The impact of pH and nutrient stress on the growth and survival of Streptococcus agalactiae

Yang, Qian, Porter, Andrew, Zhang, Meng, Harrington, Dean, Black, Gary and Sutcliffe, Iain (2012) The impact of pH and nutrient stress on the growth and survival of Streptococcus agalactiae. Antonie van Leeuwenhoek, 102 (2). pp. 277-287. ISSN 0003-6072

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Official URL: http://dx.doi.org/10.1007/s10482-012-9736-9

Abstract

Streptococcus agalactiae is a major neonatal pathogen that is able to colonise various host environments and is associated with both gastrointestinal and vaginal maternal carriage. Maternal vaginal carriage represents the major source for transmission of S. agalactiae to the foetus/neonate and thus is a significant risk factor for neonatal disease. In order to understand factors influencing maternal carriage we have investigated growth and long term survival of S. agalactiae under conditions of low pH and nutrient stress in vitro. Surprisingly, given that vaginal pH is normally <4.5, S. agalactiae was found to survive poorly at low pH and failed to grow at pH 4.3. However, biofilm growth, although also reduced at low pH, was shown to enhance survival of S. agalactiae. Proteomic analysis identified 26 proteins that were more abundant under nutrient stress conditions (extended stationary phase), including a RelE family protein, a universal stress protein family member and four proteins that belong to the Gls24 (PF03780) stress protein family. Cumulatively, these data indicate that novel mechanisms are likely to operate that allow S. agalactiae survival at low pH and under nutrient stress during maternal vaginal colonisation and/or that the bacteria may access a more favourable microenvironment at the vaginal mucosa. As current in vitro models for S. agalactiae growth appear unsatisfactory, novel methods need to be developed to study streptococcal colonisation under physiologically-relevant conditions.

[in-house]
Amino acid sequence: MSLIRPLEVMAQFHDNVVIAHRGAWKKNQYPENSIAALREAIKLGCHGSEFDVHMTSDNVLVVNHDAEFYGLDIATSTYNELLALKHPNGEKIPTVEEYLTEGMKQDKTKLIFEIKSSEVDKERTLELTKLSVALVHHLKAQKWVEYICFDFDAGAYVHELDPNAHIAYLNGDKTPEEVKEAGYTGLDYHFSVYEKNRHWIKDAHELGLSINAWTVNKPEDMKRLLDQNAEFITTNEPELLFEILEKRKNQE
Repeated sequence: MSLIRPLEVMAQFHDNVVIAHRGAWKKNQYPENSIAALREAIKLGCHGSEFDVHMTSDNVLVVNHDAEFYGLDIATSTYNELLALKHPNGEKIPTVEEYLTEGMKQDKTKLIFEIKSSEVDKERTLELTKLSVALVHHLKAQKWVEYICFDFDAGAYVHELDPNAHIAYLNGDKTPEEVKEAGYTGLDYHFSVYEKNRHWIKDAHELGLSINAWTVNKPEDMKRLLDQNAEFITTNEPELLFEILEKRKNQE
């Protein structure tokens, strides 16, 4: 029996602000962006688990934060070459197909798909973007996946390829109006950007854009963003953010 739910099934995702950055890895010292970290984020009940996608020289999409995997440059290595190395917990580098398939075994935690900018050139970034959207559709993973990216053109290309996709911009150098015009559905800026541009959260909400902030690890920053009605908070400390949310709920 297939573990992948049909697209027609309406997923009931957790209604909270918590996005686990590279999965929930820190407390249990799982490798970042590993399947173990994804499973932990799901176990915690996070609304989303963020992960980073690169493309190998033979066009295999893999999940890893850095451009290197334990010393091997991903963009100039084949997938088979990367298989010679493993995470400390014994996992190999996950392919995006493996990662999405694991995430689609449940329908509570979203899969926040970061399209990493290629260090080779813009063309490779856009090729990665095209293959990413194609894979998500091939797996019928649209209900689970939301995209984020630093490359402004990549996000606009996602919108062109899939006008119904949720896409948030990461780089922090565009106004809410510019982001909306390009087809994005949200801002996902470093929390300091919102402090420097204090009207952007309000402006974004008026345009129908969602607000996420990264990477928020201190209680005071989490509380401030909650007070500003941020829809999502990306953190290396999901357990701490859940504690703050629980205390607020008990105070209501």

Item Type: Article
Uncontrolled Keywords: biofilm, colonisation, group B streptococcus, stationary phase, vagina
Subjects: F100 Chemistry
Department: Faculties > Health and Life Sciences > School of Life Sciences > Applied Sciences
Depositing User: Ellen Cole
Date Deposited: 20 Dec 2012 14:23
Last Modified: 10 Aug 2015 11:35
URI: http://nrl.northumbria.ac.uk/id/eprint/10636

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